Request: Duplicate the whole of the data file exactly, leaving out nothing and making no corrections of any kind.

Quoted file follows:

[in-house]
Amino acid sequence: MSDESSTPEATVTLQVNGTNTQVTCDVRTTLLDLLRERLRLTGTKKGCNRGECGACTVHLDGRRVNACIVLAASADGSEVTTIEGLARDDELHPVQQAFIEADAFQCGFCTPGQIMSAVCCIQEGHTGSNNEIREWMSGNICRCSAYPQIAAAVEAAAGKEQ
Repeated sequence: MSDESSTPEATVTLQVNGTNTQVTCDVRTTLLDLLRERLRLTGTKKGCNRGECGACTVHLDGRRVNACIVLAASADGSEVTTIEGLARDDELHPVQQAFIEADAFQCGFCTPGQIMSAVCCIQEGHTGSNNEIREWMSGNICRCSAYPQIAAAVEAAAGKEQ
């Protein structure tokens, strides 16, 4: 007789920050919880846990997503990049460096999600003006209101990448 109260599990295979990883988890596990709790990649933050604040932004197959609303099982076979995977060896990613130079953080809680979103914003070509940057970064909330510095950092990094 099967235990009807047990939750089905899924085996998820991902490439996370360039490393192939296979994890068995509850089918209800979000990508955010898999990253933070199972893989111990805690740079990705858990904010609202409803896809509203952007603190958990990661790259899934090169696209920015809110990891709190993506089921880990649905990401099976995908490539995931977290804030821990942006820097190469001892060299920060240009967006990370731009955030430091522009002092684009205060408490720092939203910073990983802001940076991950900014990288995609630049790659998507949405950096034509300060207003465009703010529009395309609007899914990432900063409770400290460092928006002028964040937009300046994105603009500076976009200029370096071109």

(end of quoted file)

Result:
[in-house]
Amino acid sequence: MSDESSTPEATVTLQVNGTNTQVTCDVRTTLLDLLRERLRLTGTKKGCNRGECGACTVHLDGRRVNACIVLAASADGSEVTTIEGLARDDELHPVQQAFIEADAFQCGFCTPGQIMSAVCCIQEGHTGSNNEIREWMSGNICRCSAYPQIAAAVEAAAGKEQ
Repeated sequence: MSDESSTPEATVTLQVNGTNTQVTCDVRTTLLDLLRERLRLTGTKKGCNRGECGACTVHLDGRRVNACIVLAASADGSEVTTIEGLARDDELHPVQQAFIEADAFQCGFCTPGQIMSAVCCIQEGHTGSNNEIREWMSGNICRCSAYPQIAAAVEAAAGKEQ
């Protein structure tokens, strides 16, 4: 007789920050919880846990997503990049460096999600003006209101990448 109260599990295979990883988890596990709790990649933050604040932004197959609303099982076979995977060896990613130079953080809680979103914003070509940057970064909330510095950092990094 099967235990009807047990939750089905899924085996998820991902490439996370360039490393192939296979994890068995509850089918209800979000990508955010898999990253933070199972893989111990805690740079990705858990904010609202409803896809509203952007603190958990990661790259899934090169696209920015809110990891709190993506089921880990649905990401099976995908490539995931977290804030821990942006820097190469001892060299920060240009967006990370731009955030430091522009002092684009205060408490720092939203910073990983802001940076991950900014990288995609630049790659998507949405950096034509300060207003465009703010529009395309609007899914990432900063409770400290460092928006002028964040937009300046994105603009500076976009200029370096071109």